Counter-Piracy Operations are going to change radically in a short while according to Vice Admiral William Gortney, commander of U.S. Naval Forces Central Command. He talked about the recent formation of CTF-151 which will eventually have ships from 14 nations committed to eradicating the piracy problem in the Gulf of Aden. Said Gortney:
We knew that the problem of piracy started ashore. And it's because there is not a rule of law. There isn't a governance. There isn't economic stability. There isn't a court system that will hold these criminals responsible for their actions. And so the ultimate solution is ashore proper.
So we had to focus on prevention efforts at sea. And we developed a campaign plan. We created, working with the International Maritime Organization, the Maritime Security Patrol Area, a place to channel the shipping, so that we can concentrate naval activity, to make our naval activity more effective, because we knew we would be ineffective alone. And we went off on three lines of influence.
The first one was to bring more navies into it, international navies, to bring more of the international community to help solve this international problem and to bring more navies into it.
The second one was to work with the shipping industry on best practices to, what can they do to prevent pirates from successfully getting onboard their vessel?
And the third line of influence was to work through the interagency process to find a way to solve what we call the persons under control: When we capture a pirate, where do we take him? Where do we hold him? Where -- what court system tries him and holds him? If they're found guilty, hold them accountable for their actions.
They've done well in the first two areas. International navies are volunteering to take an active role in counter-piracy missions, some within the mandate of CTF-151 and some, like the Russians and Chinese, outside that mandate. But according to Adm. Gortney, those outside the CTF are cooperating with the CTF's mission. Both the Russians and Chinese have limited their role to escorting their nation's flagged ships through the region. But they coordinate with the CTF as they fulfill their mission.
The third point Adm. Gortney lists is the problem which has allowed the piracy in the area to persist. Presently there is no one to hold the pirates accountable for their actions. But that's about to change soon. The State Department's close to finalizing an agreement with one of the nations in the region to which captured pirates can be taken and put on trial for piracy. Right now the coalition force operates under a "disrupt, deter but do not capture" order. Once this nation signs on to take the pirates into custody and apply the law to them, Adm. Gortney says his orders will change to "disrupt, deter and capture."
The entire point, of course is to "disincentivize" piracy. That's a nice way of saying they want to make piracy more painful than fishing. Right now there is no disincentive, or what little there is remains vastly outweighed by the potential rewards. So Somali fishermen have become pirates. The average payoff today is $1.5 million to 2 million a ship. CTF-151's mission, in reality, is prevent successful hijackings, capture the pirates and help the rest rediscover their love for fishing. When enough head out to hijack a ship and don't come home, but end up dead or in prison for a long, long time, Gortney figures fishing will start looking a lot better again.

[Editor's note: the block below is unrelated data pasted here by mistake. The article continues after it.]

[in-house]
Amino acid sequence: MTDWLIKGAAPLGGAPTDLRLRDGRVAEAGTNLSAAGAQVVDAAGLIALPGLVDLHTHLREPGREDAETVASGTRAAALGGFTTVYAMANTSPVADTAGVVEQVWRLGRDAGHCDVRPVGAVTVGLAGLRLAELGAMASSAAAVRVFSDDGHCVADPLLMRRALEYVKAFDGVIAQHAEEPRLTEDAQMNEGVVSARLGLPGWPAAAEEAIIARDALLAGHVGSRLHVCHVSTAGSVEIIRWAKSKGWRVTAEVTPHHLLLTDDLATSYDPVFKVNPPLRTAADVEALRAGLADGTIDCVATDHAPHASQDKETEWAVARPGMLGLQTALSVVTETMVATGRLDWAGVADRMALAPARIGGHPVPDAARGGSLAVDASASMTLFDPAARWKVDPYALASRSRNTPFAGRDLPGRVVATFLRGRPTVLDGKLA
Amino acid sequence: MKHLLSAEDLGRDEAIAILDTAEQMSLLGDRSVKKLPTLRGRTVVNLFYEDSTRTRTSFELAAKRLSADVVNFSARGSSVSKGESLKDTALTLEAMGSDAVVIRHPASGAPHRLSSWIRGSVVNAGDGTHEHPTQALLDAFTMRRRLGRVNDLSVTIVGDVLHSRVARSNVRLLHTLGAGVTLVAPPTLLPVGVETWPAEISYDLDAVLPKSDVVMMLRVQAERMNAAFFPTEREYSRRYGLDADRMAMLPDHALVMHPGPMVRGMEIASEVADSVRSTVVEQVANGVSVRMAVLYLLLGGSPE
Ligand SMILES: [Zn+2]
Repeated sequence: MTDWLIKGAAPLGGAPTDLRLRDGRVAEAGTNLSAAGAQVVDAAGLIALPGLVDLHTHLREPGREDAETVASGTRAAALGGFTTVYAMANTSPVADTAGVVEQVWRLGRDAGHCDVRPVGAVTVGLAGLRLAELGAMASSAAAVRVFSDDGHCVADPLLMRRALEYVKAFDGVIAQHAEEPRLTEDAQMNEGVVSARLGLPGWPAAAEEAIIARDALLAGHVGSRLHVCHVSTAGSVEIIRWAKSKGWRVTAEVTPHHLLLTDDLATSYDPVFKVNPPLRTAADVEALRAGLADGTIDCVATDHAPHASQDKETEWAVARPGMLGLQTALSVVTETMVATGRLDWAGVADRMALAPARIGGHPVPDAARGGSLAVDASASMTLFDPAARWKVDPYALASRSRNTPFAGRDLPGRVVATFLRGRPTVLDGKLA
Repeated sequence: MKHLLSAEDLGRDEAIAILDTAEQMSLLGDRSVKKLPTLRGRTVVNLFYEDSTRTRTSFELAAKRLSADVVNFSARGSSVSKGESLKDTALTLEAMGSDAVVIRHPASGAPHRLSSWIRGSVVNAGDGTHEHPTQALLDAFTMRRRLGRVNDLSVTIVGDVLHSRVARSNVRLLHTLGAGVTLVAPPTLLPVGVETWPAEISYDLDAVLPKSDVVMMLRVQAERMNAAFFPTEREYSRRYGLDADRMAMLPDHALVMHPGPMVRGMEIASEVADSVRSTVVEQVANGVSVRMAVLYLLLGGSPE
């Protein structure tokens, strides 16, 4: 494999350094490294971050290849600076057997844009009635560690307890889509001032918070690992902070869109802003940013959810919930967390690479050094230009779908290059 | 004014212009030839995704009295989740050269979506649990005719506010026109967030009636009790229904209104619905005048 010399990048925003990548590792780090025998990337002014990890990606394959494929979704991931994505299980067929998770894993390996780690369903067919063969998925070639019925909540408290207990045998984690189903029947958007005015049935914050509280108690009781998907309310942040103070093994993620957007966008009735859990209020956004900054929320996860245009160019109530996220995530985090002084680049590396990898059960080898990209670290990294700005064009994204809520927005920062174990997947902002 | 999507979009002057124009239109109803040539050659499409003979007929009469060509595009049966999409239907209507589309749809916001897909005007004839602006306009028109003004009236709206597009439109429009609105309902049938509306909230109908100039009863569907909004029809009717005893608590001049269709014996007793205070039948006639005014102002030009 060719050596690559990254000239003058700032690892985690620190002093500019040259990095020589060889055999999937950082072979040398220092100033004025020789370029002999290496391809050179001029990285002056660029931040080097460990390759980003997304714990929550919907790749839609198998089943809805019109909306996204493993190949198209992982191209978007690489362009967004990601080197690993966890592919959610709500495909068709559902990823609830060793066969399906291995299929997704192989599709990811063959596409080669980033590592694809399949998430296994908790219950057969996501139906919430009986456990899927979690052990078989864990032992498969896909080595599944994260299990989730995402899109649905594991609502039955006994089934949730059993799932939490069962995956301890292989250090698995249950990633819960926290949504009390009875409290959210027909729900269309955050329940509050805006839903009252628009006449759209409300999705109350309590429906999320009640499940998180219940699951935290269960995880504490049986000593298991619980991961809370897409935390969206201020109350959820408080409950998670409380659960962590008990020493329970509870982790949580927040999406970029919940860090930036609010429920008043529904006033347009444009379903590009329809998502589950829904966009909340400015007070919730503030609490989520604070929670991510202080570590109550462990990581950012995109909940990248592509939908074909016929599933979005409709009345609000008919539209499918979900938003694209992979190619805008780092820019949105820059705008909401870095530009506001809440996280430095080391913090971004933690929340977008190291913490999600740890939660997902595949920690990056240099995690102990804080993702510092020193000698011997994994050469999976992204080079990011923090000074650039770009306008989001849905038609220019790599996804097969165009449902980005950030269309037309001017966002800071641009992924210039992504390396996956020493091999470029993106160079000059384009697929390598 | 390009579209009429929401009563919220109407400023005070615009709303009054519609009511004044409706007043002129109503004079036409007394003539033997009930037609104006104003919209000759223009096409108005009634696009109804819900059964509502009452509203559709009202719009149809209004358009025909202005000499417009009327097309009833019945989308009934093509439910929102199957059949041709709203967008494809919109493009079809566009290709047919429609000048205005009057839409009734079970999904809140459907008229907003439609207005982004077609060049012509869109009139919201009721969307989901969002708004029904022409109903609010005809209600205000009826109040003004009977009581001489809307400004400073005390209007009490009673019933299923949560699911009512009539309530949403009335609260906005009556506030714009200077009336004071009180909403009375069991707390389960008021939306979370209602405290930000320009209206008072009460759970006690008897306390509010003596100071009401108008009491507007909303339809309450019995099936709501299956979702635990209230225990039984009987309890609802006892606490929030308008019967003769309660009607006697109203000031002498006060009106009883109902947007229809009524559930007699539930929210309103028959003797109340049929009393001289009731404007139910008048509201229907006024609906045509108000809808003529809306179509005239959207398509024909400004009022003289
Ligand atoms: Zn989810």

About 24,000 ships transit the region each year. The chances of being hijacked is only 0.13%. So while it is a problem, it's not one that is crippling the already shaky global economy. But it is a major nuisance. Right now there are 11 pirated ships with 210 hostages still waiting for ransoms to be paid.
Unsurprisingly, the pirates are lazy. They look for and approach only what they consider easy targets.
When it comes to the merchant vessel itself, if the vessel is maneuvering at speed, a speed over 15 knots, and has a high freeboard from the deck down to the water, pirates won't even attempt to get onboard, because it's just too hard a target to get onboard.
So they go after what we call the low and slow vessels, 13-14 knots or slower with a low freeboard. And then that allows these very small boats -- I mean, these boats are no bigger, are smaller than this platform that I'm standing on here today.
And so if they're not able to maneuver, they slow down. And it makes it a lot easier for the pirates to get onboard, by putting grappling hooks up or putting one of those ladders up onboard. And that's usually the case.
Now, the shipping industry has been very good for those vessels. We've seen vessels be very successful putting barbed wire around the low parts of the vessel, slippery foam on it.
We had a vessel the other day, a couple weeks ago, that they just locked themselves in the bridge. And the pirates got onboard but they couldn't get inside the bridge. And then the master inside, safely inside, inside his bridge, called for the coalition. The coalition showed up with a helicopter. Now the pirates knew they had to get off the vessel. And they got off the vessel.
Human nature remains true, even among pirates. Vessels which take a few precautions get bypassed for those which don't.
In summary, look for some changes in the counter-piracy effort in the coming weeks as the USN and CTF-151 go on the offensive against the pirates plaguing the Gulf of Aden.